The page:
When I started watching Transit, in the dimly lit cinema house, I dimmed my phone too quickly look up what year the movie was set in. Why? Because I was having enormous issues keeping my head on straight as the silver halide crystals kept flashing technicolor pigments across the screen. Was I in pre-invasion France in 1940, as they quietly awaited their fate? Or was it 2019? Finding nothing but more confusion on the interwebs, I decided to just hold on to the armrests all the tighter, and see where the movie was about to take me.
And, oh wow, what a cinematic mindjob experience I was in for.
If you haven’t seen Christian Petzold’s 2019 movie, Transit, boy – do I have a treat for you today. It’s as if the Bard himself time traveled his way forward in time 400 years to bring us this gut wrenching, time dilation of a movie, about a cast of characters doing their best to flee France before it is too late. Or, if not Shakespeare, maybe Franz Kafka would be a better metaphorical comparative. A world of shuffling disfigured faces, all straining against the coming evil. No, our perfect analogy is Noah and his family, working around the clock to create passage out from under the coming horrifying flood. There is no end of analogies to the stories that the movie Transit is telling. And there will be no end of discussion about this brilliant movie, if only you give it a chance first.
Transit Movie Walkthrough
Before we start unpacking the various interpretations and ins-and-outs of this mindjob movie (which was based on a brilliant novel of the same name by Anna Seghers), we should probably understand the actual facts about which this movie is telling. Because, Transit is not the easiest movie to understand straight out of the chute.
The movie tells the story of an unnamed protagonist who has recently escaped from a concentration camp. Meeting up with a friend of his, Paul, he agrees to deliver letters to an author named Weidel in Paris. But when he goes to deliver the letters, he finds that author’s wife is gone, and the writer has committed suicide. But why? Not finding the answers I was hoping for in the movie, I decided I’d read the novel upon which the movie was based and found this passage:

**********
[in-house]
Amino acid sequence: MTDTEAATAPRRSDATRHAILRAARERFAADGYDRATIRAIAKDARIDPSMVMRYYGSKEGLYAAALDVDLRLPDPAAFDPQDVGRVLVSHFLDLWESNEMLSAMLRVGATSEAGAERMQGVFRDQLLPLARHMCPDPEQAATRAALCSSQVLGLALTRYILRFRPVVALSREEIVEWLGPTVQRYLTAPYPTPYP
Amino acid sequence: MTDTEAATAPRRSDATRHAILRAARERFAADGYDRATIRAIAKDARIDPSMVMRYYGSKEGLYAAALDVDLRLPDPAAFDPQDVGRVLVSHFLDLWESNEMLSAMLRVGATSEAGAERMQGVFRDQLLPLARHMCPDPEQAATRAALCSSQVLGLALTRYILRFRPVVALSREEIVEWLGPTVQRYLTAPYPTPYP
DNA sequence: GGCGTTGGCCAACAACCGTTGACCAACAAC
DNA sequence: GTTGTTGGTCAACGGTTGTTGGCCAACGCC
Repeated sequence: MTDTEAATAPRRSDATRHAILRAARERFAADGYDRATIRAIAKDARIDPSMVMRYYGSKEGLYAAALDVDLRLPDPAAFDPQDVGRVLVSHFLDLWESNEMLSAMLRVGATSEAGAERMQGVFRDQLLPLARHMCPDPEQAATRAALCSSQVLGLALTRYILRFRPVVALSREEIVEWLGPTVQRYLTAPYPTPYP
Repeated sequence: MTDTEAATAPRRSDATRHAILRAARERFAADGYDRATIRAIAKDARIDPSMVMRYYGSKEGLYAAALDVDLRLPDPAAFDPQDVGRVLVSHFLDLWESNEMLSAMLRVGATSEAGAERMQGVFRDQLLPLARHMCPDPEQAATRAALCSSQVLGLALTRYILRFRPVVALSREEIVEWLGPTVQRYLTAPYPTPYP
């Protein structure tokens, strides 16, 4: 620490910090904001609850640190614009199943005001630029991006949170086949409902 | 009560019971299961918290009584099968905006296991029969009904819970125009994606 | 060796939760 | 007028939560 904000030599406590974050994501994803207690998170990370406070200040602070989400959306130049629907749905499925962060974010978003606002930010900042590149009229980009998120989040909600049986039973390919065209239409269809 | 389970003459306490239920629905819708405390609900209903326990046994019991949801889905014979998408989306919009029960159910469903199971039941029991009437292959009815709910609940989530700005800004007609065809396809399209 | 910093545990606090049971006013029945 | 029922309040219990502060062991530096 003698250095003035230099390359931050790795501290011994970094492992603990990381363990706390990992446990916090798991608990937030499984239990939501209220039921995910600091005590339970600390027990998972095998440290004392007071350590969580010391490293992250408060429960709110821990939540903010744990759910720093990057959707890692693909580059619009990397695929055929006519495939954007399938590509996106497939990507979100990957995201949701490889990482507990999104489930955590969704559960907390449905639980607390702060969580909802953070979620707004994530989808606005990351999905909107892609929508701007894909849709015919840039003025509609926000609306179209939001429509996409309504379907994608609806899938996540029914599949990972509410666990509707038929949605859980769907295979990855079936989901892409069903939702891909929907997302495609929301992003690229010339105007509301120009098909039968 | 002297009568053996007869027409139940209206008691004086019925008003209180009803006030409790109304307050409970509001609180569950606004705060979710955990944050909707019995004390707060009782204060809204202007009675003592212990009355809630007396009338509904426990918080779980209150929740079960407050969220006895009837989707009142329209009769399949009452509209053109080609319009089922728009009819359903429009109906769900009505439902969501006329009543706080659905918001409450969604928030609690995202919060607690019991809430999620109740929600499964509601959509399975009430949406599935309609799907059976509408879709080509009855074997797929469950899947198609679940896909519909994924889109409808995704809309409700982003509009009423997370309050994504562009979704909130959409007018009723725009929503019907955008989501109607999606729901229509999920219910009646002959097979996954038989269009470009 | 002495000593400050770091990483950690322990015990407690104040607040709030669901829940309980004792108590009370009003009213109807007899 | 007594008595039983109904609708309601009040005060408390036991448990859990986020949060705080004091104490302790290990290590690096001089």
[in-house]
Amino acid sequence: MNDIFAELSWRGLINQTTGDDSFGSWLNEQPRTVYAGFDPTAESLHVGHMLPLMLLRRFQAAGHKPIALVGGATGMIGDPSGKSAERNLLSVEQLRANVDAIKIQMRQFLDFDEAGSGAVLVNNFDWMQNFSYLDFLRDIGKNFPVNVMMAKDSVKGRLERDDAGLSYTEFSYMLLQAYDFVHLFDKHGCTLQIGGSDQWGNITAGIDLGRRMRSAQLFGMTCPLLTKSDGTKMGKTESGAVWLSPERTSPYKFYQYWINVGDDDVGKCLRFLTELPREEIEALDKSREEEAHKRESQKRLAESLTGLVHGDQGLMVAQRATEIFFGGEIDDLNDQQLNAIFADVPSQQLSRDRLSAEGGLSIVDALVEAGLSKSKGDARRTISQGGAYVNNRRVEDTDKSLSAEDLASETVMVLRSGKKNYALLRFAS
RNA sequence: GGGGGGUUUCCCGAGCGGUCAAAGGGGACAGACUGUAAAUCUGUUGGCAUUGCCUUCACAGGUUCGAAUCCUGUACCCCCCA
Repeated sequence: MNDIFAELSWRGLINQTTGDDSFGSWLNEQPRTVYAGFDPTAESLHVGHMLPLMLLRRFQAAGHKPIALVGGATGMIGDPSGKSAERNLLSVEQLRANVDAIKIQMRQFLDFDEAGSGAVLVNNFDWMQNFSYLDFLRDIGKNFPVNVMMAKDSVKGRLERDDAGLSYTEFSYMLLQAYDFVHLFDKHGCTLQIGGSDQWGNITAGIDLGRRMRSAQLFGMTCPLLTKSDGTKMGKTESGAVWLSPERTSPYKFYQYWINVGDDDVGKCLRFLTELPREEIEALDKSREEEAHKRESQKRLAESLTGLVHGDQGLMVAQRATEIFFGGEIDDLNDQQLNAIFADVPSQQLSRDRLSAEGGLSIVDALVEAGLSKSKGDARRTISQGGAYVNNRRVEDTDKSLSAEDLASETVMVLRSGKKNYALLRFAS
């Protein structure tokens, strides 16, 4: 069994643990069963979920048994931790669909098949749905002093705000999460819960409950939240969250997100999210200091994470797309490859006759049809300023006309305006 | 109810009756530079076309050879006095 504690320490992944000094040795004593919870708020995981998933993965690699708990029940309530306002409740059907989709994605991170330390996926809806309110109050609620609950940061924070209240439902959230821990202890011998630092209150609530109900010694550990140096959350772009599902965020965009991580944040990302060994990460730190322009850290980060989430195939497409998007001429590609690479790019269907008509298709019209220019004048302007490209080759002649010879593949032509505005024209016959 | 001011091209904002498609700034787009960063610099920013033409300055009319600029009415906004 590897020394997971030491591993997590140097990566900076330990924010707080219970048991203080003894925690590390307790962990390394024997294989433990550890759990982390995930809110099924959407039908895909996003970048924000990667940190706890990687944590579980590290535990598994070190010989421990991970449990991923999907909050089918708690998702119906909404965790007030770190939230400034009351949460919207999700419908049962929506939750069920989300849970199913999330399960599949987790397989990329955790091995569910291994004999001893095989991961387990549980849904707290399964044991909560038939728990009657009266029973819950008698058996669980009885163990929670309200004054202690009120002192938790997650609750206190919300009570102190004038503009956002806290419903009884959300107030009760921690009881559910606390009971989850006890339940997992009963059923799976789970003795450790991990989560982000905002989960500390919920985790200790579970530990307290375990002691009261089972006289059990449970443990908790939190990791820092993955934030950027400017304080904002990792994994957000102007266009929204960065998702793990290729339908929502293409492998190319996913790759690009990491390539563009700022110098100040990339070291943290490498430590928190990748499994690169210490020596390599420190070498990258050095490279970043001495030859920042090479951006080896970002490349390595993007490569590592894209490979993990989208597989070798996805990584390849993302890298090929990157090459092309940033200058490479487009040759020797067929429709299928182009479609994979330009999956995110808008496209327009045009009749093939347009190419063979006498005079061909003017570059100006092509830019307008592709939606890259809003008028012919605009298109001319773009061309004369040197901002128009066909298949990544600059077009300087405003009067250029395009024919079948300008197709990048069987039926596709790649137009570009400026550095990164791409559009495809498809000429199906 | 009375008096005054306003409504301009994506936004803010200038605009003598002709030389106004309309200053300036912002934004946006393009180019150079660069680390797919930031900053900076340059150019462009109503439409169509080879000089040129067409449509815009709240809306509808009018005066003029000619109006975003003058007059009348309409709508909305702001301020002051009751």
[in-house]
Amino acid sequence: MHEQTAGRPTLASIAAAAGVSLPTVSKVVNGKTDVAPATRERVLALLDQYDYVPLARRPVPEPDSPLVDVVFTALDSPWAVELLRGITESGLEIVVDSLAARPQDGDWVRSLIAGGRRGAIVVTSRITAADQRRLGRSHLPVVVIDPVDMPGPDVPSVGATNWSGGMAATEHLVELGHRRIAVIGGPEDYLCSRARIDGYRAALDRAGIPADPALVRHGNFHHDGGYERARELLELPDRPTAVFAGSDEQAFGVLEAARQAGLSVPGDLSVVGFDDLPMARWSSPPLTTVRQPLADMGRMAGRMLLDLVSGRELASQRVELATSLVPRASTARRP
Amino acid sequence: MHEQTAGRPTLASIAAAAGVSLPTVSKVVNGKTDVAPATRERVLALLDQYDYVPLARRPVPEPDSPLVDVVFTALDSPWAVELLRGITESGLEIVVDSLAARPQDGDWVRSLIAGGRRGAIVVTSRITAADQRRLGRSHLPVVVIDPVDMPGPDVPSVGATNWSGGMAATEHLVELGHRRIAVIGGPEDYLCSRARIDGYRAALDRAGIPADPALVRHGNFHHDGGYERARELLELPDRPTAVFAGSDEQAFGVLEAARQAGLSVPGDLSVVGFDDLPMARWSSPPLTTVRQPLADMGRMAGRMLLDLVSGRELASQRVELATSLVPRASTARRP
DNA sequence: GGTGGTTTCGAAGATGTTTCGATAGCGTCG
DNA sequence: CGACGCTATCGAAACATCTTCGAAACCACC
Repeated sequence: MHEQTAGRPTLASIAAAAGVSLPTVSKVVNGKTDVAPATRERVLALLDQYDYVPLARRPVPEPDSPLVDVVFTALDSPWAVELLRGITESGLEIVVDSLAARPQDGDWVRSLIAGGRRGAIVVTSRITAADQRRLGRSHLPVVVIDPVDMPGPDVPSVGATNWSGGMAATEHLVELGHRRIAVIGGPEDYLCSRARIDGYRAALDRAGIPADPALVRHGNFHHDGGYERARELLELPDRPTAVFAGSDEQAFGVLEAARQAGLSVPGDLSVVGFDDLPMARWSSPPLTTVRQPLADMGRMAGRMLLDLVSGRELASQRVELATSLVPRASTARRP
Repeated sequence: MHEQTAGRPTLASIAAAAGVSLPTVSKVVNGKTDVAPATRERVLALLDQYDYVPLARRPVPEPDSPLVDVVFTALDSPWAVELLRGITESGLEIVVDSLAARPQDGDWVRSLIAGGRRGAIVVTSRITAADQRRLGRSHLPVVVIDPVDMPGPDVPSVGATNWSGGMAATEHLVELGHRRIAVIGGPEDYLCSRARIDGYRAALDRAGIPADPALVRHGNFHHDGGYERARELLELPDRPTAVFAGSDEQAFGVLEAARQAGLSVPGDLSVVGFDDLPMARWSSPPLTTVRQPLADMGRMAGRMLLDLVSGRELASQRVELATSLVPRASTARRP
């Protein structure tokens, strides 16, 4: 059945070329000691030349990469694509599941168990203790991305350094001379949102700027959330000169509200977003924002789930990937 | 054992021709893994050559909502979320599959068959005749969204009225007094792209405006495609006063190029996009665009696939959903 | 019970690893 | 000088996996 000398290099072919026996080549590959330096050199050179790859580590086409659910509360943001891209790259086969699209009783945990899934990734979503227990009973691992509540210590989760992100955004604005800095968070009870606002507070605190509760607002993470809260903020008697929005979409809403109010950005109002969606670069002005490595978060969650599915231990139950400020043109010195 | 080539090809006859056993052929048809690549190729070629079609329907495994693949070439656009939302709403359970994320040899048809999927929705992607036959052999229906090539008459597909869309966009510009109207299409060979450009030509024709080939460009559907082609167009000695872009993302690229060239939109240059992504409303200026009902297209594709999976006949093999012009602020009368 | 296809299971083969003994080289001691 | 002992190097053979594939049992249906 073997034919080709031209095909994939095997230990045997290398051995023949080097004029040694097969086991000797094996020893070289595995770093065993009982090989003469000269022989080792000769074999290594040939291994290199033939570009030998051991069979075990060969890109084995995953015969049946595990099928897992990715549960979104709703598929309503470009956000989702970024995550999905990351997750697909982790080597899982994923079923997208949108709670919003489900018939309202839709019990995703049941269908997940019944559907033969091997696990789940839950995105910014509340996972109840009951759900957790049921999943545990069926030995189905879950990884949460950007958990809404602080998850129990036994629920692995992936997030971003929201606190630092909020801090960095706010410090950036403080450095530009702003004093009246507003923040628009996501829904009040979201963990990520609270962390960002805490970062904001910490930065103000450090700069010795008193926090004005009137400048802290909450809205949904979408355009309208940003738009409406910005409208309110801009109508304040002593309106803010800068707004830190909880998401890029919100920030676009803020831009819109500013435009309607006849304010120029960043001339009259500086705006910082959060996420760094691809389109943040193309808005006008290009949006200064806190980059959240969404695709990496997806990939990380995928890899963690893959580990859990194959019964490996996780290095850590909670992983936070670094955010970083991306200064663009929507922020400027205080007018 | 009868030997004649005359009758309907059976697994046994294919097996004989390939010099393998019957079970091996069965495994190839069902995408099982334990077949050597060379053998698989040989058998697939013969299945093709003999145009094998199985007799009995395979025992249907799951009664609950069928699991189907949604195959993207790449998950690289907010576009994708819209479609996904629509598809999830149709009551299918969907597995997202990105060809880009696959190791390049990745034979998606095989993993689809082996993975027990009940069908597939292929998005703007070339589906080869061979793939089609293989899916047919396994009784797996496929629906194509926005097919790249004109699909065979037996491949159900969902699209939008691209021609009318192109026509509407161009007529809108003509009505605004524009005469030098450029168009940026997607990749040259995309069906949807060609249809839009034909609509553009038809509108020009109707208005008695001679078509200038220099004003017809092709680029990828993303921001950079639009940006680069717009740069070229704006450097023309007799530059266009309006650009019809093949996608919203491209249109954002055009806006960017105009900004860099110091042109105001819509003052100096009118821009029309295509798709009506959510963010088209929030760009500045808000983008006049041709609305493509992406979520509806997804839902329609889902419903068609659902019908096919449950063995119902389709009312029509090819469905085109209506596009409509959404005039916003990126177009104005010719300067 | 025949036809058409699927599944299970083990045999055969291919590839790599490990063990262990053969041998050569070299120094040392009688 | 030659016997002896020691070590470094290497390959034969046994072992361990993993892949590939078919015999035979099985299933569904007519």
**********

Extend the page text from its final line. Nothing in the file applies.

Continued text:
“I read them carefully, though not just out of idle curiosity. Please, you must believe me. In the first letter someone informed him that his story promised to be quite good and worthy of standing alongside all the other stories he had written so far in his life. But, unfortunately because of the war, no one was publishing such stories now. In the second letter a woman, probably his wife, wrote that he should not expect her ever to come back to him; their life together was over.
“I put the letters back. As I saw it: Nobody wanted his stories anymore. His wife had run away. He was alone. The whole world was collapsing, and then the Germans came to Paris. That was too much for him. So he put an end to it.”
And so, taking the unpublished manuscript, the author’s papers, letters, and visas, our protagonist leaves for Marseilles. Now Marseilles happened to be the end of Europe. Marseilles had basically become a cliff and a precipice wherein a fleeing mass of humanity began dashing itself against the rocks over and over again in an attempt to run from the coming inevitable death. Finding no other way to get the necessary transit visas for escape, our protagonist becomes Weidel.
The noose around the town begins to tighten as a cast of recurring characters begin to get all the more frantic in their attempts to leave Marseilles. Initially, our protagonist was traveling in secret with a sick individual who had an infected leg wound, but who died during their travels. And so our protagonist heads to his family’s home, and meets Melissa (played by Maryam Zaree) who happens to be deaf and dumb, and Driss (played by Lilien Batman), in order to let them know of her husband’s death. And as our protagonist begins to get close to Driss, it suddenly becomes apparent to them all that our man of the hour has no intention of heading off across the Pyrenees with them, instead he has booked passage to Mexico utilizing Weidel’s visa papers.
As he waits for his boat’s departure, he continues to get stalked by a wild-eyed woman who is obviously looking for someone. But things don’t become clear as to what is going on until after Driss gets sick and our protagonist fetches a doctor who is able to help. And we learn that this woman is actually the writer Weidel’s wife – Marie (played by Paula Beer), and that she has just started living with the doctor Richard (played by Godehard Giese) out of convenience, and to help with avoiding the authorities.
The Weidel Chaos Triangle
So, stop a second. We need to understand this thoroughly, or we are going to completely miss the larger point of this movie.
From a timeline standpoint – the Weidels visited a hotel room they once stayed in. And it was during this visit, that Marie decided to leave her author husband. Overcome by his loss, Weidel committed suicide. But when Marie realized just how bad the situation was, and that Weidel had her visa information necessary to leave the country, she began desperately looking for her husband. When our protagonist found Weidel’s documents, book, and letters, he used them to become Weidel, which left a trail for Marie to follow thinking that she was always just on the cusp of finding her lost love. (Love? I think I overstep. Let’s talk about this later.)